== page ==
In total, 1061 patient charts were examined containing data on 738 unhelmeted (69.6%) and 323 helmeted (30.4%) motorcycle riders. On average, helmeted riders had a much lower Injury Severity Score (p < 0.001). Cervical spine injury occurred in 114 unhelmeted riders (15.4%) compared with only 24 helmeted riders (7.4%) (p < 0.001), with an adjusted odds ratio of 2.3 (95% CI 1.44–3.61, p = 0.0005). In the unhelmeted group, 10.8% of patients were found to have a cervical spine fracture compared with only 4.6% of patients in the helmeted group (p = 0.001). Additionally, ligamentous injury occurred more frequently in unhelmeted riders (1.9% vs 0.3%, p = 0.04). No difference was found in the occurrence of cervical strain, cord contusion, or nerve root injury (all p > 0.05).

CONCLUSIONS

The results of this study demonstrate a statistically significant lower likelihood of suffering a CSI among helmeted motorcyclists. Unhelmeted riders sustained a statistically significant higher number of vertebral fractures and ligamentous injuries. The study findings reported here confirm the authors’ hypothesis that helmet use does not increase the risk of developing a cervical spine fracture and may provide some protective advantage.

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Paul S. Page, Garret P. Greeneway, Wendell B. Lake, Nathaniel P. Brooks, Darnell T. Josiah, Amgad S. Hanna, and Daniel K. Resnick

OBJECTIVE

Extension fractures in the setting of diffuse idiopathic skeletal hyperostosis (DISH) represent highly unstable injuries. As a result, these fractures are most frequently treated with immediate surgical fixation to limit any potential risk of associated neurological injury. Although this represents the standard of care, patients with significant comorbidities, advanced age, or medical instability may not be surgical candidates. In this paper, the authors evaluated a series of patients with extension DISH fractures who were treated with orthosis alone and evaluated their outcomes.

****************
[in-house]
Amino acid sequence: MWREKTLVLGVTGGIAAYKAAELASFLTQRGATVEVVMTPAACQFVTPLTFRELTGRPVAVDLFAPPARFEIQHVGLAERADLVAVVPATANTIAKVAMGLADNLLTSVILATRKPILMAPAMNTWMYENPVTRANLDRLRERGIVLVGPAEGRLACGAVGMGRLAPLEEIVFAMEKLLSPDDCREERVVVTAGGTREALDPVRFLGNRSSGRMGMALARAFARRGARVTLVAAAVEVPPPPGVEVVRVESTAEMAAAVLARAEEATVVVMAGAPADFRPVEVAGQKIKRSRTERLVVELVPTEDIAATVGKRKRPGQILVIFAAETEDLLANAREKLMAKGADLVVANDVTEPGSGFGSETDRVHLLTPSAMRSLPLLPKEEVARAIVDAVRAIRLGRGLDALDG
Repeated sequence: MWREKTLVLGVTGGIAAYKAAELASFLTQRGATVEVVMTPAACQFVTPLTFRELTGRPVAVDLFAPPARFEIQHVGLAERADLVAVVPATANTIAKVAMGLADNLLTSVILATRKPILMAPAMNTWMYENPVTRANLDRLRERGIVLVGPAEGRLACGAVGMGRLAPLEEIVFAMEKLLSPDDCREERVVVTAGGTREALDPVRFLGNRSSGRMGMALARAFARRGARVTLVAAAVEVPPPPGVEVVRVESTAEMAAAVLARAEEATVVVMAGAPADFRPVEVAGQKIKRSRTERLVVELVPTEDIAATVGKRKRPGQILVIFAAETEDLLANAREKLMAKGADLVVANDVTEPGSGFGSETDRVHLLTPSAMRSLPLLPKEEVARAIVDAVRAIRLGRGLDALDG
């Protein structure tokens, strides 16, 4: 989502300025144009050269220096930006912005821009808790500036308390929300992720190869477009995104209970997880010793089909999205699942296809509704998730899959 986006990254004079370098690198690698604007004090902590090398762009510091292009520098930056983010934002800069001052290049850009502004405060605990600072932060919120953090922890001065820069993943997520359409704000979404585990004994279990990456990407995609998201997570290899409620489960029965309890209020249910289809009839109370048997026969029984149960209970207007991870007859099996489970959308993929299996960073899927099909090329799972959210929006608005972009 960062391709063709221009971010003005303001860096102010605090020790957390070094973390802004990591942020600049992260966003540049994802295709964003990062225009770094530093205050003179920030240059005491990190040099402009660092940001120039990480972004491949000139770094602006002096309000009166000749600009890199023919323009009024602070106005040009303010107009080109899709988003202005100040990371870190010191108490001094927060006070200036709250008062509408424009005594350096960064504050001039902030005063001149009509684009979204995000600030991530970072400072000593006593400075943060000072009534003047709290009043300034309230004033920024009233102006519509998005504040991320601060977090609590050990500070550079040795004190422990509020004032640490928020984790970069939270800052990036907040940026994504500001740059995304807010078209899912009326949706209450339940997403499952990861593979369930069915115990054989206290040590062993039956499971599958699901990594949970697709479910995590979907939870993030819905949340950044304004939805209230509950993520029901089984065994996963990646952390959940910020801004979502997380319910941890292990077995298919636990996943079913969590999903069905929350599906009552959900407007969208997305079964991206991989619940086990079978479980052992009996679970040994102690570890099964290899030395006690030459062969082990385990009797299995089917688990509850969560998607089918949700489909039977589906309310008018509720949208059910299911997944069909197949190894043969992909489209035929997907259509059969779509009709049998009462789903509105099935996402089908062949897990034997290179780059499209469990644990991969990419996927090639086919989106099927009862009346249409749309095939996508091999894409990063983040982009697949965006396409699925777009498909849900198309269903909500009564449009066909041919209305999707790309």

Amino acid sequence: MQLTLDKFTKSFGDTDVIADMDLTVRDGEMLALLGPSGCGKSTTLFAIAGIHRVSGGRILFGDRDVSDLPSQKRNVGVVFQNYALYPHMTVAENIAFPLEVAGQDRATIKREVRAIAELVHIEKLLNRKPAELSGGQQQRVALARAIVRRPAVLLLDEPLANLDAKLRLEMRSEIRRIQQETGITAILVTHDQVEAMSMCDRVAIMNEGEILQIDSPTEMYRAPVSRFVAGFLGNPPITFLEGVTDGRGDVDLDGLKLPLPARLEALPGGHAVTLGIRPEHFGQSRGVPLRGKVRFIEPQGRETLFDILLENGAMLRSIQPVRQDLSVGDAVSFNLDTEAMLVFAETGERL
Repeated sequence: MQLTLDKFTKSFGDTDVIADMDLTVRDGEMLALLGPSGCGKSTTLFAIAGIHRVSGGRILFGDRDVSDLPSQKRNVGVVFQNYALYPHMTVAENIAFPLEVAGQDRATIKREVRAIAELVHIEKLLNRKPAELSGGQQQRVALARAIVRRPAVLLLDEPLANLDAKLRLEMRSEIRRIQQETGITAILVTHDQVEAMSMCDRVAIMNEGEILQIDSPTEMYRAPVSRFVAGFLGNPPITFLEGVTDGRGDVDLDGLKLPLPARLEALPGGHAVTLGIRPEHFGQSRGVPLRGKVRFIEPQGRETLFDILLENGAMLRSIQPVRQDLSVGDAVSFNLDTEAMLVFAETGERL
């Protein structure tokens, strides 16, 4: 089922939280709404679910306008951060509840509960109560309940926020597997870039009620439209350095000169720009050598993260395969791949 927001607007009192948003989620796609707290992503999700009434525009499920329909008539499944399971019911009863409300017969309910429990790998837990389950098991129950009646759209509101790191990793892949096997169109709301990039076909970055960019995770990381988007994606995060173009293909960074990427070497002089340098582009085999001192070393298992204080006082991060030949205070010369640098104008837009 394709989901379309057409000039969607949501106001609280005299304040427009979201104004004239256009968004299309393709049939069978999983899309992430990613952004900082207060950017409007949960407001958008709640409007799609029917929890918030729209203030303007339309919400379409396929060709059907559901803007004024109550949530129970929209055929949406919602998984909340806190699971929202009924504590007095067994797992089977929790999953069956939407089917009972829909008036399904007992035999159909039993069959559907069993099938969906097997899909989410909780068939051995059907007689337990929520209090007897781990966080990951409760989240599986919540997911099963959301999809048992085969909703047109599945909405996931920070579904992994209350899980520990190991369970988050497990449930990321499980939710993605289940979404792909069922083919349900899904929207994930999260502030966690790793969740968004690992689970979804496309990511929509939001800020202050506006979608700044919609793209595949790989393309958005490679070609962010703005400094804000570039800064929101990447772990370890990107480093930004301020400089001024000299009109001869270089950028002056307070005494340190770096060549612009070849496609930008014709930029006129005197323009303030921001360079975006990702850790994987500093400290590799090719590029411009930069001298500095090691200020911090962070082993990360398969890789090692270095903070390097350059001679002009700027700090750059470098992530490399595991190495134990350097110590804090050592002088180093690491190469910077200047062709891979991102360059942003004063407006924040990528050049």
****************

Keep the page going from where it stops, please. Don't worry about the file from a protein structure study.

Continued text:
METHODS

A retrospective review from 2015 to 2022 was conducted at a large level 1 trauma center. Patients with extension-type DISH fractures without neurological deficits were identified. All patients were treated conservatively with orthosis alone. Baseline patient characteristics and adverse outcomes are reported.

RESULTS

Twenty-seven patients were identified as presenting with extension fractures associated with DISH without neurological deficit. Of these, 22 patients had complete follow-up on final chart review. Of these 22 patients, 21 (95.5%) were treated successfully with external orthosis. One patient (4.5%) who was noncompliant with the brace had an acute spinal cord injury 1 month after presentation, requiring immediate surgical fixation and decompression. No other complications, including skin breakdown or pressure ulcers related to bracing, were reported.

CONCLUSIONS

Treatment of extension-type DISH fractures may be a reasonable option for patients who are not candidates for safe surgical intervention; however, a risk of neurological injury secondary to delayed instability remains, particularly if patients are noncompliant with the bracing regimen. This risk should be balanced against the high complication rate and potential mortality associated with surgical intervention in this patient population.